by Malarie Allen, Development Coordinator
With slow and declining funding from Medicaid, hospice organizations and related healthcare entities statewide must band together to secure the future of hospice care in Alabama, according to Dave White, health policy advisor to Gov. Robert Bentley.
White visited Hospice of Marshall County – Shepherd’s Cove last month, where Shepherd’s Cove Hospice leaders and other state and non-profit hospice officials brought to light current regulatory and funding challenges hospice organizations face throughout the state.
Rhonda Osborne joined the conversation as the CEO of Hospice of Marshall County – Shepherd’s Cove, a local non-profit hospice organization, and as chair of the Regulatory Committee of the Alabama Hospice and Palliative Care Organization.
Chief Nursing Officer Stormy Dismuke, who is also a member of the state Advisory Council on Palliative Care, and Chief Clinical Officer Keri Williams were also in attendance, as well as billing specialist Marie Creel, CFO Brenda Mayhall, Deb Barger, Chief Clinical Manager for Hospice of the Valley in Decatur (another non-profit hospice), and Rep. Kerry Rich, R-Albertville.
Some obstacles hospice care across the state faces include slow and declining Medicaid reimbursement, increasing regulations and payment restrictions that threaten to “squeeze out” small hospice organizations, like Shepherd’s Cove Hospice and Hospice of the Valley, and vast lack of knowledge about the cost savings benefits of hospice care among state and federal leaders.
Generally, hospice patients are those diagnosed with a terminal illness who decide to forgo curative treatments and have a life expectancy of six months or less. Hospice care is referred to as “comfort care” because it focuses on providing physical, spiritual and psychosocial comfort to patients in a way that does not slow nor hasten impending death.
“Human beings do not always fit in a black and white mold,” Osborne said, referring to tight Medicaid regulations. “Human beings are gray.”
Osborne fears regulations and payment restrictions will “squeeze out” small, independent hospice organizations, like Shepherd’s Cove Hospice and Hospice of the Valley.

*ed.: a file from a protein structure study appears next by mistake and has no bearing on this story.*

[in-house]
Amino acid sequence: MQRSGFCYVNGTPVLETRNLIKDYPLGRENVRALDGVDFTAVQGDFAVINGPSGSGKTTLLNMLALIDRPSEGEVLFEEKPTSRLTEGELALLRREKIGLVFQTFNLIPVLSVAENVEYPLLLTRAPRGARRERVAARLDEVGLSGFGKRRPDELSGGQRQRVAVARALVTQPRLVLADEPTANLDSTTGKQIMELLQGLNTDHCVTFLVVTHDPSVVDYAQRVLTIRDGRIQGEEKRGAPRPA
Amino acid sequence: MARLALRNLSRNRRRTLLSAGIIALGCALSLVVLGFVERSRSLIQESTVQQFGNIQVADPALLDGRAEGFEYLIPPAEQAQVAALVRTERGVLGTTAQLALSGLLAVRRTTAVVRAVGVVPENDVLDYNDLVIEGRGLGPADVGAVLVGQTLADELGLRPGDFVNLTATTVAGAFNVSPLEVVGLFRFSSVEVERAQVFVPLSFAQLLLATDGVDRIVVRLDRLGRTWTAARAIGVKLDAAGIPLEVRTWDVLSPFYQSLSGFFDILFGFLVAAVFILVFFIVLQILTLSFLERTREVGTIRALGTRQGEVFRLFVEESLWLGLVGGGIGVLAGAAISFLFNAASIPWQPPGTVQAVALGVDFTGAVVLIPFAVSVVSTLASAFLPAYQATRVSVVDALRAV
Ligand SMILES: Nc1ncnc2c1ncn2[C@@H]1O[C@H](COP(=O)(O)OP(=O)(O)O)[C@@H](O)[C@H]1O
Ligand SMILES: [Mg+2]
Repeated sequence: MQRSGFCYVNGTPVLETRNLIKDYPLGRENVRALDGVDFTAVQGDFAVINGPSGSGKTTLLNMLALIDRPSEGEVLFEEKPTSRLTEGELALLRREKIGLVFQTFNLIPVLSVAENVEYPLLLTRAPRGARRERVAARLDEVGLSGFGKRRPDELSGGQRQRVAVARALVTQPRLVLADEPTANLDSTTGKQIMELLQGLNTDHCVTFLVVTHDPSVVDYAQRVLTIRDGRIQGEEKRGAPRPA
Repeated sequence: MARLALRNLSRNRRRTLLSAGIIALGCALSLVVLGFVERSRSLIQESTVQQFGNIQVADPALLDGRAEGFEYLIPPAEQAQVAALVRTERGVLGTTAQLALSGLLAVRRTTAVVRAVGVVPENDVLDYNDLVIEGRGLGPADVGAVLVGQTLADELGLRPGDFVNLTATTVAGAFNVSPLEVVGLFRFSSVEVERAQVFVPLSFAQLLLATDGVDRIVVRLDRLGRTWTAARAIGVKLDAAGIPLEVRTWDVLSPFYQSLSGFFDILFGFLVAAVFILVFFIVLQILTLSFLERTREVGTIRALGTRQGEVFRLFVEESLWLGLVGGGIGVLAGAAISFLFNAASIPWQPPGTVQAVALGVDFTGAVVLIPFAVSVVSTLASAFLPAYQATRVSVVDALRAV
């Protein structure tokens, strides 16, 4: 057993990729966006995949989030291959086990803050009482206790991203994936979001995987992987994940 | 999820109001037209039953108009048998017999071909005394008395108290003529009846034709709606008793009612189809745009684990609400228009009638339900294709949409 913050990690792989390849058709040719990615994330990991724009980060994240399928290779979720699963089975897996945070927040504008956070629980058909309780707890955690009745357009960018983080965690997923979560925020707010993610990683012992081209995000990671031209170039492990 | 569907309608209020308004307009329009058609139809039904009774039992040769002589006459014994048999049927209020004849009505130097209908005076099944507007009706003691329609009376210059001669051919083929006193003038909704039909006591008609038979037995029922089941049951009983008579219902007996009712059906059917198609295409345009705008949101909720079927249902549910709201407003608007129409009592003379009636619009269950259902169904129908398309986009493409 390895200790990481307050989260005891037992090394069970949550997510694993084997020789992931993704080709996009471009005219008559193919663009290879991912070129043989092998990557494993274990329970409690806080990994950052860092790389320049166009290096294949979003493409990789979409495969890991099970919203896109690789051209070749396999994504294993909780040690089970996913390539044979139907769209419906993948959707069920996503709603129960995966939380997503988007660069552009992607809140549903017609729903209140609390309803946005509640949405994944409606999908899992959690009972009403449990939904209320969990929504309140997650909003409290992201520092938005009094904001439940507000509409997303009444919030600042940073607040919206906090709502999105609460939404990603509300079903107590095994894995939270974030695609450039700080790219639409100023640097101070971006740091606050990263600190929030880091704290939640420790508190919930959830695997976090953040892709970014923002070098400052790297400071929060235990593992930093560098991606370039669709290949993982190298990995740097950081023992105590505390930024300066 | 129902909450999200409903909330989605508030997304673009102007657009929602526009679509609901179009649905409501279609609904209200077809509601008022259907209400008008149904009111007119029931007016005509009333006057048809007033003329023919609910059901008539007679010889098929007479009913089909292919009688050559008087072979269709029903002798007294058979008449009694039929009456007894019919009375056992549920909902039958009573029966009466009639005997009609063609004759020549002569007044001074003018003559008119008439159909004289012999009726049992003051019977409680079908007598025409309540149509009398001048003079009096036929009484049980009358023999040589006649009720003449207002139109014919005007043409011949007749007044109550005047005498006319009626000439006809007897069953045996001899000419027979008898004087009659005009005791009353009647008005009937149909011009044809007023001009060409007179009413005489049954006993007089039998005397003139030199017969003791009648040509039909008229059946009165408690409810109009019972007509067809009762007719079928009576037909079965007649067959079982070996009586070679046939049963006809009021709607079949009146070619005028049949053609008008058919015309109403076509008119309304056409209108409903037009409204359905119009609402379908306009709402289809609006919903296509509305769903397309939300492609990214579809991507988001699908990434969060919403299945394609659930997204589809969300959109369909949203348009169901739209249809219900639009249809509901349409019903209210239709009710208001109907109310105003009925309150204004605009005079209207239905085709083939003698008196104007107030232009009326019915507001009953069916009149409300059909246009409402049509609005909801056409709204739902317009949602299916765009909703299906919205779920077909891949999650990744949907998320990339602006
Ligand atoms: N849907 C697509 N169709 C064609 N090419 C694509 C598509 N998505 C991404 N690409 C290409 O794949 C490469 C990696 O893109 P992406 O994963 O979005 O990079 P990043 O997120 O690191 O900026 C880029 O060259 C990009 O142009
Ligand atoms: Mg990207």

To add to the issue, Alabama legislature is already struggling to make ends meet in the state budget. The fact that hospice care is an optional benefit under Medicaid regulations “shortens your negotiating power” for state money, according to White. He compared the fight for more funding for hospice care to fighting an “800-pound gorilla” and added that the 2017 budget will likely be even tighter.
“Medicaid has already asked for more money than (legislators) have,” he said. “They’re already looking for places to cut.
However, White suggested the AHPCO, individual hospice agencies and other interested parties might gain good traction if they partner with nursing homes and hospital state associations, which tend to have more money and clout, by demonstrating how securing the future of cost-saving hospice care is beneficial to them. The entities should then present their arguments to legislators and state healthcare leaders now while new regulations are still being drafted.
“Ask sooner rather than later,” White said. “The gorilla doesn’t always win.”
“Mobilize, speak as a group, know your facts and how (regulations and funding) compare to other states. Talk to legislators. Make it a unified push.”
“The little guys can win, but you’re going to win more often if you pair up with big guys.”